Extreme macro photography

I have long been weak for macro photography for some reason. I like to crawl into worlds that are not completely obvious what they represent and above all that not so many people see in everyday life but in everyday things perhaps.

I started like many others by buying a magnifying lens to screw in front of the lens or an intermediate ring to move the near border closer to the camera. Finally I bought a wonderful macro lens from Sigma (Sigma 150mm f2.8 APO EX DG OS MACRO HSM). It then cost SEK 10,000, but is available today for less than half and is still damn good for both macro and portraits.

In any case, like so many macro photographers, I suffered from the same syndrome, constantly wanting to get a little closer. As usual, it is associated with more equipment, more money and even more difficult photo opportunities when the depth of field shrinks with the magnification etc. It's about stacking pictures, which is a cool, but time consuming and patient story. But it's like Uncle Barbro says "There are no shortcuts to the perfect sound".

I got the chance to try out a cool device a few years ago when a friend got a lot of things to be able to photograph with a microscope lens on his camera together with a motorized sled. Really nice I must say (You may have seen my fly head and ant head on the website?). But despite its coolness, it is a bit awkward if you want to be out in nature and have the opportunity to photograph by hand. So after a lot of searching and trying, I have now bought a cheap but good equipment for my Z6.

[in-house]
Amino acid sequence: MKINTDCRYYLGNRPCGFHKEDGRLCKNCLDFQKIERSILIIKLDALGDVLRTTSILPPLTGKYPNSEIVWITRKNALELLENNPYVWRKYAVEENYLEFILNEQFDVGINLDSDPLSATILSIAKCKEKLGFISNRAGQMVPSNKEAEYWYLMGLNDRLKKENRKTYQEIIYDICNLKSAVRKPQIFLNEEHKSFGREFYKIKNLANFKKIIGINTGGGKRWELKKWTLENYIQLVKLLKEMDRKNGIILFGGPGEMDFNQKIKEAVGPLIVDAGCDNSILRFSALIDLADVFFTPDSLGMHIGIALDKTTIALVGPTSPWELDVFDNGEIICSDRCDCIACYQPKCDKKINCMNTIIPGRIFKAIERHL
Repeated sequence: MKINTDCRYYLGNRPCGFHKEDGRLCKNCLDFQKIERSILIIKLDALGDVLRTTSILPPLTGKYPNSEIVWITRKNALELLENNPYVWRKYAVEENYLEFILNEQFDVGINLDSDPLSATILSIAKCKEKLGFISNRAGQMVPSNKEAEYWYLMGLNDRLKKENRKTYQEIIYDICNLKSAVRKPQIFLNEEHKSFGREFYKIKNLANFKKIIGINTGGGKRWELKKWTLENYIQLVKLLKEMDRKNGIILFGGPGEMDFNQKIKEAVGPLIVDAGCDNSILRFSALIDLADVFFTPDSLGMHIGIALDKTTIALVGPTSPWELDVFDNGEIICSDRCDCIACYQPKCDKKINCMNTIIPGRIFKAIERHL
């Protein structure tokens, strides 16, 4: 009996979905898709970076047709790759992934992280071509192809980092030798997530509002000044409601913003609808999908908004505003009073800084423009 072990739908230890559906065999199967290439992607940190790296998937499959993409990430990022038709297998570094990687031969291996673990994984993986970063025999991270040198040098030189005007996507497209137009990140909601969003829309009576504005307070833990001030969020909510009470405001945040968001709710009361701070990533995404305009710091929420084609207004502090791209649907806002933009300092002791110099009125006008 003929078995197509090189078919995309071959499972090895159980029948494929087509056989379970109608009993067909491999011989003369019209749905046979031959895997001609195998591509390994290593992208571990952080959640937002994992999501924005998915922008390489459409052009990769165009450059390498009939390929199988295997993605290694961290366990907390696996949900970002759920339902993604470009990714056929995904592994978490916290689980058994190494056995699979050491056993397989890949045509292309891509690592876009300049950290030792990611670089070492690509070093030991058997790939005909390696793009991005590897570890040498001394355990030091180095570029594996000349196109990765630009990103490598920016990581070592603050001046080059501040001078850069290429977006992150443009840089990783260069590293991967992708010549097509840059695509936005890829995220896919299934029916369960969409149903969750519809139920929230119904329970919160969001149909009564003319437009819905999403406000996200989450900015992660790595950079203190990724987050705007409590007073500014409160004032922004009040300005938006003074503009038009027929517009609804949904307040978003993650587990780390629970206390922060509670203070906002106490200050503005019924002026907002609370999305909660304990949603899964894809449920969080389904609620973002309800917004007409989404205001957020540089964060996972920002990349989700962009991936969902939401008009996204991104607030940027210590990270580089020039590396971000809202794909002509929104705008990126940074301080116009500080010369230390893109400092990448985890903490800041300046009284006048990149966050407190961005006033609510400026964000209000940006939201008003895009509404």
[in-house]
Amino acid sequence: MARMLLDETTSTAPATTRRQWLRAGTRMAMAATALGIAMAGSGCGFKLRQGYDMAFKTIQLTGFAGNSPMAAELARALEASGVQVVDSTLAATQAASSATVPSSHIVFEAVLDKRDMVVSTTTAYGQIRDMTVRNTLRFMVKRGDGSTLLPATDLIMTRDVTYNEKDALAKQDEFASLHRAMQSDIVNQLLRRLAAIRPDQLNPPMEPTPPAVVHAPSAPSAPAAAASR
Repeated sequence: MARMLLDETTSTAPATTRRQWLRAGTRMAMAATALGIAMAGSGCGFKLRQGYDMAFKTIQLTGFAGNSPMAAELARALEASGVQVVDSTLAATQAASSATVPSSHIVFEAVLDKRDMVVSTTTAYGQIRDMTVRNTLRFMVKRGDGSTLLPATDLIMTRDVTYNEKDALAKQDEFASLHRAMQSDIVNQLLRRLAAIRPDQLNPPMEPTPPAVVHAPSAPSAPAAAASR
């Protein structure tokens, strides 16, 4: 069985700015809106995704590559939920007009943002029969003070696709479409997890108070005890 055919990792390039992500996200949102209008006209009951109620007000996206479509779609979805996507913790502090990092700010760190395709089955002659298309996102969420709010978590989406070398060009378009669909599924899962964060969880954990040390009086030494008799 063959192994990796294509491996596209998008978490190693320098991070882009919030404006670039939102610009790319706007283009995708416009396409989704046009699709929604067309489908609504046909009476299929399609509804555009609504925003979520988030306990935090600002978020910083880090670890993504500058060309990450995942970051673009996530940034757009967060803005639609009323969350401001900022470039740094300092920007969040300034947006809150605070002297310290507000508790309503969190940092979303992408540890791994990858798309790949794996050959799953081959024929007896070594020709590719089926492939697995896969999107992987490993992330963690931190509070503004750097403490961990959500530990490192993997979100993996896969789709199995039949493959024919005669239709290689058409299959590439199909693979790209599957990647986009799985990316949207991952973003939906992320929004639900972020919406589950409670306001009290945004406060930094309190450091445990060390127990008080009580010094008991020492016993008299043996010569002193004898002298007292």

It's a first one ring from Kiwi that makes the z-mount to m42. Then I have a tube (three-part if you want) that increases the magnification and removes the vignetting from the microscope if it is too close to the image sensor. Last but not least is a microscope from AmScope with a magnification of 4 times (Available in several magnification degrees depending on how close you want to get).

It's definitely not easy I should say and it's enough to take advantage of all the tips available, Take pictures in the morning or evening when it's a little cooler and insects sit and rest, choose a windless day, use continuous shooting and tripods if it works . Bring your biggest package with patience and find a place with animals or plants. Today was my first attempt at a handheld camera. Some pictures are stacked and some are taken directly with a little nice depth of field of a picture.

If you have any questions or concerns, please let me know.

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